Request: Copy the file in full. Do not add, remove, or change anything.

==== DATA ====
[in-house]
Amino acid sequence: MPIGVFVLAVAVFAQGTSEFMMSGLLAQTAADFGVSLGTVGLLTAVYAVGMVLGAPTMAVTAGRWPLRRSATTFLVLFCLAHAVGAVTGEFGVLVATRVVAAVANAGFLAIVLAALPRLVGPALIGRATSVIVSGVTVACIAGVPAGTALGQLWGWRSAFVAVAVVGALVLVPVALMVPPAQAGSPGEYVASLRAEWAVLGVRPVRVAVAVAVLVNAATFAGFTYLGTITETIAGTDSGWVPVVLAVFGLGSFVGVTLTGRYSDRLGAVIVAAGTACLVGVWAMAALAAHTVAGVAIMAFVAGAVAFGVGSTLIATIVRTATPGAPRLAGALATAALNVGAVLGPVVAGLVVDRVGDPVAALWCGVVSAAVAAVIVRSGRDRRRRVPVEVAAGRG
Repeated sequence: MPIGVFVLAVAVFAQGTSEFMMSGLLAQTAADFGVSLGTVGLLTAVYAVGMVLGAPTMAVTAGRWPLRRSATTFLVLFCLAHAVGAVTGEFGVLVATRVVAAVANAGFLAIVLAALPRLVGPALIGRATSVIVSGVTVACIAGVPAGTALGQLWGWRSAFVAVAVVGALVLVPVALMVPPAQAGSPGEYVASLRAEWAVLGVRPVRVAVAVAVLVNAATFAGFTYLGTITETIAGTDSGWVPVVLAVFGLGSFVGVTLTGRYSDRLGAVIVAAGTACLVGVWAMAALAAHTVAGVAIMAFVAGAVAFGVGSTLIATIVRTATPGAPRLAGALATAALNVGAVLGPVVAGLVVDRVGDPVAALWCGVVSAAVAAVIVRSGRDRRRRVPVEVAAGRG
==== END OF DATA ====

[in-house]
Amino acid sequence: MPIGVFVLAVAVFAQGTSEFMMSGLLAQTAADFGVSLGTVGLLTAVYAVGMVLGAPTMAVTAGRWPLRRSATTFLVLFCLAHAVGAVTGEFGVLVATRVVAAVANAGFLAIVLAALPRLVGPALIGRATSVIVSGVTVACIAGVPAGTALGQLWGWRSAFVAVAVVGALVLVPVALMVPPAQAGSPGEYVASLRAEWAVLGVRPVRVAVAVAVLVNAATFAGFTYLGTITETIAGTDSGWVPVVLAVFGLGSFVGVTLTGRYSDRLGAVIVAAGTACLVGVWAMAALAAHTVAGVAIMAFVAGAVAFGVGSTLIATIVRTATPGAPRLAGALATAALNVGAVLGPVVAGLVVDRVGDPVAALWCGVVSAAVAAVIVRSGRDRRRRVPVEVAAGRG
Repeated sequence: MPIGVFVLAVAVFAQGTSEFMMSGLLAQTAADFGVSLGTVGLLTAVYAVGMVLGAPTMAVTAGRWPLRRSATTFLVLFCLAHAVGAVTGEFGVLVATRVVAAVANAGFLAIVLAALPRLVGPALIGRATSVIVSGVTVACIAGVPAGTALGQLWGWRSAFVAVAVVGALVLVPVALMVPPAQAGSPGEYVASLRAEWAVLGVRPVRVAVAVAVLVNAATFAGFTYLGTITETIAGTDSGWVPVVLAVFGLGSFVGVTLTGRYSDRLGAVIVAAGTACLVGVWAMAALAAHTVAGVAIMAFVAGAVAFGVGSTLIATIVRTATPGAPRLAGALATAALNVGAVLGPVVAGLVVDRVGDPVAALWCGVVSAAVAAVIVRSGRDRRRRVPVEVAAGRG